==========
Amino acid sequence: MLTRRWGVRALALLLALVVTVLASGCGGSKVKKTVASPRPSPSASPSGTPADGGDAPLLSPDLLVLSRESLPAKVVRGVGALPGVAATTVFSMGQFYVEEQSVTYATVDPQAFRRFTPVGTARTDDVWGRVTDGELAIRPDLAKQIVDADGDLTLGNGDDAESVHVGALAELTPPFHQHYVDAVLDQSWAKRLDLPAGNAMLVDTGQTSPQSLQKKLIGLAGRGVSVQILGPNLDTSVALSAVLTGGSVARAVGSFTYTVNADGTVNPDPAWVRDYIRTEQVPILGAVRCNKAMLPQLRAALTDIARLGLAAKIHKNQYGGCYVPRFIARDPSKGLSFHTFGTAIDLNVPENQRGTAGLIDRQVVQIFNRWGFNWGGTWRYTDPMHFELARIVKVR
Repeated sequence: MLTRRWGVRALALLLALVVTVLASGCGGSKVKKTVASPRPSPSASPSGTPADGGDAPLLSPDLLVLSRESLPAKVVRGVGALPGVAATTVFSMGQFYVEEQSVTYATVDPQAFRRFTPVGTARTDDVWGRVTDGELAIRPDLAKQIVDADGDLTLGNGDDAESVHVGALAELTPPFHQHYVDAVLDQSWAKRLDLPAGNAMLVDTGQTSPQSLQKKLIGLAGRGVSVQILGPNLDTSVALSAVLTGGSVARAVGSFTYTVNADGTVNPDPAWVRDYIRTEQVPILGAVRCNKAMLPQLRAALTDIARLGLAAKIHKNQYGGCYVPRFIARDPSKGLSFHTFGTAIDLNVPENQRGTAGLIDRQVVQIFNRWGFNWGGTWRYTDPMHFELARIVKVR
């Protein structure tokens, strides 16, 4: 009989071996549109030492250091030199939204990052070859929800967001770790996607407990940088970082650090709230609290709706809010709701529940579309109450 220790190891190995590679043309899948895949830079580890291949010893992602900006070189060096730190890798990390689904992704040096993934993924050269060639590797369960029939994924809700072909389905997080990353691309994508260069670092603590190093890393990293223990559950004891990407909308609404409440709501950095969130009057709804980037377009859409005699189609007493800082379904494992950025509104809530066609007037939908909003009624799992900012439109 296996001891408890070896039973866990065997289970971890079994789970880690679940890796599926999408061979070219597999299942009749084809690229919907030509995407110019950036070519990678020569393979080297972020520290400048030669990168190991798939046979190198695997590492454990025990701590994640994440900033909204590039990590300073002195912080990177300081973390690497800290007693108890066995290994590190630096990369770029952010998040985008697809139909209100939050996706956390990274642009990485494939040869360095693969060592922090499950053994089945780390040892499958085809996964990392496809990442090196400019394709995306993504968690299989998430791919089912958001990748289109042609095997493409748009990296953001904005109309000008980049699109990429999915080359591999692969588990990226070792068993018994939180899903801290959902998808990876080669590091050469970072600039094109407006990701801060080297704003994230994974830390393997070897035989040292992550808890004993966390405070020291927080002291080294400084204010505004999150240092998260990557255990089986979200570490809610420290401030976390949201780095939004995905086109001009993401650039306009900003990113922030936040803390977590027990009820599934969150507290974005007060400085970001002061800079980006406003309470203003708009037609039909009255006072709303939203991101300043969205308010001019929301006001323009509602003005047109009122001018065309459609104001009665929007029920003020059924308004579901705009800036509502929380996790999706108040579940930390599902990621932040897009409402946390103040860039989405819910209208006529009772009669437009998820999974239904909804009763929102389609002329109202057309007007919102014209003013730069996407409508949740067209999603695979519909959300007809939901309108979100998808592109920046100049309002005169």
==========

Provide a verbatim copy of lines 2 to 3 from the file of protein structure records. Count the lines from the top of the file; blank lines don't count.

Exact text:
Repeated sequence: MLTRRWGVRALALLLALVVTVLASGCGGSKVKKTVASPRPSPSASPSGTPADGGDAPLLSPDLLVLSRESLPAKVVRGVGALPGVAATTVFSMGQFYVEEQSVTYATVDPQAFRRFTPVGTARTDDVWGRVTDGELAIRPDLAKQIVDADGDLTLGNGDDAESVHVGALAELTPPFHQHYVDAVLDQSWAKRLDLPAGNAMLVDTGQTSPQSLQKKLIGLAGRGVSVQILGPNLDTSVALSAVLTGGSVARAVGSFTYTVNADGTVNPDPAWVRDYIRTEQVPILGAVRCNKAMLPQLRAALTDIARLGLAAKIHKNQYGGCYVPRFIARDPSKGLSFHTFGTAIDLNVPENQRGTAGLIDRQVVQIFNRWGFNWGGTWRYTDPMHFELARIVKVR
């Protein structure tokens, strides 16, 4: 009989071996549109030492250091030199939204990052070859929800967001770790996607407990940088970082650090709230609290709706809010709701529940579309109450 220790190891190995590679043309899948895949830079580890291949010893992602900006070189060096730190890798990390689904992704040096993934993924050269060639590797369960029939994924809700072909389905997080990353691309994508260069670092603590190093890393990293223990559950004891990407909308609404409440709501950095969130009057709804980037377009859409005699189609007493800082379904494992950025509104809530066609007037939908909003009624799992900012439109 296996001891408890070896039973866990065997289970971890079994789970880690679940890796599926999408061979070219597999299942009749084809690229919907030509995407110019950036070519990678020569393979080297972020520290400048030669990168190991798939046979190198695997590492454990025990701590994640994440900033909204590039990590300073002195912080990177300081973390690497800290007693108890066995290994590190630096990369770029952010998040985008697809139909209100939050996706956390990274642009990485494939040869360095693969060592922090499950053994089945780390040892499958085809996964990392496809990442090196400019394709995306993504968690299989998430791919089912958001990748289109042609095997493409748009990296953001904005109309000008980049699109990429999915080359591999692969588990990226070792068993018994939180899903801290959902998808990876080669590091050469970072600039094109407006990701801060080297704003994230994974830390393997070897035989040292992550808890004993966390405070020291927080002291080294400084204010505004999150240092998260990557255990089986979200570490809610420290401030976390949201780095939004995905086109001009993401650039306009900003990113922030936040803390977590027990009820599934969150507290974005007060400085970001002061800079980006406003309470203003708009037609039909009255006072709303939203991101300043969205308010001019929301006001323009509602003005047109009122001018065309459609104001009665929007029920003020059924308004579901705009800036509502929380996790999706108040579940930390599902990621932040897009409402946390103040860039989405819910209208006529009772009669437009998820999974239904909804009763929102389609002329109202057309007007919102014209003013730069996407409508949740067209999603695979519909959300007809939901309108979100998808592109920046100049309002005169």